16,00 zł – 69,00 zł
Grass semiparasite sown to fight overly expansive monocotyledonous plants. It will cope in various places – from limestone to acidic. It can tolerate many types of soil, both fertile and barren, organic and mineral. Wild, non-cultivar seeds.
Polish name: smaller borrower
Nazwa łacińska: Rhinanthus minor (Alectorolophus minor)
Family: the broomrapes Orobanchaceae (formerly the figworts Scrophulariaceae)
Status in Poland: native
The yellow rattle is a small annual plant, a grass roots semiparasite.
The root system is shallow, slightly branched, with the youngest roots equipped with suction cups (haustoria).
Aboveground shoots are characterized by a quadrangular cross-section and obliquely growing stems. Besides, they can be very different: blackish or greenish; single or branched; slightly hairy or completely bare. They reach 0.2-0.8 m in height.
The upper leaves do not resemble the lower leaves, although they are all sessile (without petioles) and serrate at the margins. The lower ones are: opposite, pure green, and lanceolate; while the upper ones: decussate, yellowish or blackish, and triangular.
Yellow rattle is distinguished by very large pectinate flowers (compared to the rest of the plant), forming in the axils of the upper leaves. The calyx is durable, with fused sepals, very golden, strongly distended, although shorter than the corolla’s tube. The corolla is also bright yellow, with fused petals, and bilabiate. The upper lip is characterized by some flattening, the upper vault, and two purple teeth protecting the anthers underneath. The lobes of this species stick to each other, closing the torus of the flower.
The fruit is a large, light-beige capsule, covered with strongly overgrown remains of the calyx, which rustle when poked. The seeds are inconspicuous, covered with membranes that facilitate their dispersal by the wind.
Yellow rattle prefers light places, where potential hosts will grow with it. It is not picky about soils, grows poorly in limestone and best in acidic, but tolerates many types of soil, both fertile and sterile, organic and mineral. Requires stratification in frozen ground, therefore a yellow rattle is recommended for winter sowing.
For about 20 years, it has been consciously sown to limit the development of expansive grasses and dicotyledonous perennials as part of the active protection of Nardus grasslands (grassland with a predominance of nard turf) and as the component of urban flower meadows and flower margins in orchards. The yellow rattle can grow without hosts for some time, but it needs them to be fully and properly developed. It can attack over 50 species belonging to 18 families, most often grasses (Poaceae, about 30% of the most common hosts) and small-seed legumes (about 22% of good hosts).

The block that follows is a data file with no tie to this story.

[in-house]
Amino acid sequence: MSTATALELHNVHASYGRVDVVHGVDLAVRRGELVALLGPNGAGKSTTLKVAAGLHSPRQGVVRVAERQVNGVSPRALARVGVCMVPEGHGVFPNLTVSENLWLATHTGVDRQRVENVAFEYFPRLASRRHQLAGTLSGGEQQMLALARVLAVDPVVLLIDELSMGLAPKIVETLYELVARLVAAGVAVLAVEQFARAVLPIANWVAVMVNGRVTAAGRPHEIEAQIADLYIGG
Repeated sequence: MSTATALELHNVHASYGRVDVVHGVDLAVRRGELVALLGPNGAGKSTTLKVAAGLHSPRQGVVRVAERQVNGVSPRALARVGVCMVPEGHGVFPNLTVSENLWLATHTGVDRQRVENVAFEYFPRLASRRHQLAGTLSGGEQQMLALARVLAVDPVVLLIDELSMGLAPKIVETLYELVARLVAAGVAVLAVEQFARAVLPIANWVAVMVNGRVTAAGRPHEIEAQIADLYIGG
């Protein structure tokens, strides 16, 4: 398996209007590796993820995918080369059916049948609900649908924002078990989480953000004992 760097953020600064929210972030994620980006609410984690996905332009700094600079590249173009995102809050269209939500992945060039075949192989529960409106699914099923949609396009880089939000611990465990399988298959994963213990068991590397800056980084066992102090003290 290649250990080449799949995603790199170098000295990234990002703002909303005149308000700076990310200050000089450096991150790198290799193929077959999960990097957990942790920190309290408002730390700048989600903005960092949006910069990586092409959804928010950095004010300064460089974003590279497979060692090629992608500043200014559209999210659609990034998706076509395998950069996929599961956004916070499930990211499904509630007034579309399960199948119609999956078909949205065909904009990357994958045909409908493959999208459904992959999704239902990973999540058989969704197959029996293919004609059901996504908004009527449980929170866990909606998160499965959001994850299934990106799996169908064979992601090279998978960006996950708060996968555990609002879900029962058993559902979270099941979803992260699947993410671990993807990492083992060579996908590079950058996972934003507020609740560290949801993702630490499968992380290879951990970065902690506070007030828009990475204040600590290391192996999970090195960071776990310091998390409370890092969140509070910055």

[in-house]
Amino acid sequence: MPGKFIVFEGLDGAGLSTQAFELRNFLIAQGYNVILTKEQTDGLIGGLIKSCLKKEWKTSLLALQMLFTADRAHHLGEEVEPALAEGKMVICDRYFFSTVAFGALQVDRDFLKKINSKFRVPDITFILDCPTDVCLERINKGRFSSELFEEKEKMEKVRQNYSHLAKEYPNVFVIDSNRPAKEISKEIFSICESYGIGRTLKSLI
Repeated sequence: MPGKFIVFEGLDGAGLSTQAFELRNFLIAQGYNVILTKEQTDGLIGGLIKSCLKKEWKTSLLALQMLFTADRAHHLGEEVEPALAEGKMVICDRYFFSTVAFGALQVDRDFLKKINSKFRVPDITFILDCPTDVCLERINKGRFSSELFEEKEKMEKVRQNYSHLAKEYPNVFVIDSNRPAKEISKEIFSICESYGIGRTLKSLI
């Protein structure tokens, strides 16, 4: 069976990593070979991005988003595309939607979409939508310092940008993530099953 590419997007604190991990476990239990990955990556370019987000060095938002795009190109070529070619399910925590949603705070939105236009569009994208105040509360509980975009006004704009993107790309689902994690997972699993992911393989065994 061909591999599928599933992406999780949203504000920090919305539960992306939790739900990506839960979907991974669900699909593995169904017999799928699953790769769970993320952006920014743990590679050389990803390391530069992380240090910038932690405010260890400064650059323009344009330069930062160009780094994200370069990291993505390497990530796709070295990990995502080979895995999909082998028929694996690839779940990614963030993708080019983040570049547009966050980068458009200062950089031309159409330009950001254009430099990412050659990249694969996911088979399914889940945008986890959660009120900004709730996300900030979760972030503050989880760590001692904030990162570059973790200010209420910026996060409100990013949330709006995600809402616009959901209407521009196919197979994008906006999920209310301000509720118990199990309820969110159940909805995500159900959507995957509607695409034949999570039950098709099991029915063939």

We call the yellow rattle a “semiparasite” similarly to the mistletoe because it produces sugar on its own from carbon dioxide in the air, using the energy of light. However, it does not draw water and mineral salts from the soil like normal plants, but “steals” them from the roots of neighboring, fully self-nourishing host plants. As the haustoria of the yellow rattle are hidden in the depths of the ground it is a root semiparasite (and not a shoot one like mistletoe that develops in the host’s crown).
In rural areas, the yellow rattle is treated as a particularly harmful weed of hay meadows, pastures, and winter cereals. In permanent grasslands it was highly undesirable due to its poisonous properties to cattle and horses. The vascular plants accompanying it, it weakened not only by competing with them, but also by growing into their underground organs with his suction cups. Fighting it in the XIXth and XXth centuries was an unrewarding task, as it evolved rapidly and adapted to the terms of the hay mowing so that it always self-sown just before the swath. Due to its rapid evolution, scientists are still arguing whether the forms of yellow rattle blooming at different times of the year and attacking different species of host plants are still only ecotypes or already separate species. Despite many efforts to avoid spreading it with seeds of forage plants or with soil, the yellow rattle found its way to Canada, the USA, and New Zealand. It is also considered an alien species in the Scandinavian countries.
The best pollinators of the yellow rattle are insects with the longest mouth organs, able to drink nectar hidden at the torus of a highly elongated flower tube, e.g. hawk moths. The pistil then protrudes beyond the upper lip, acquires foreign pollen, which leads to the formation of seeds.
Although bees and bumblebees also have relatively long hypopharynxes, they usually can’t go that deep. So they rob nectar without pollinating the yellow rattle, biting holes in the sides of the corolla.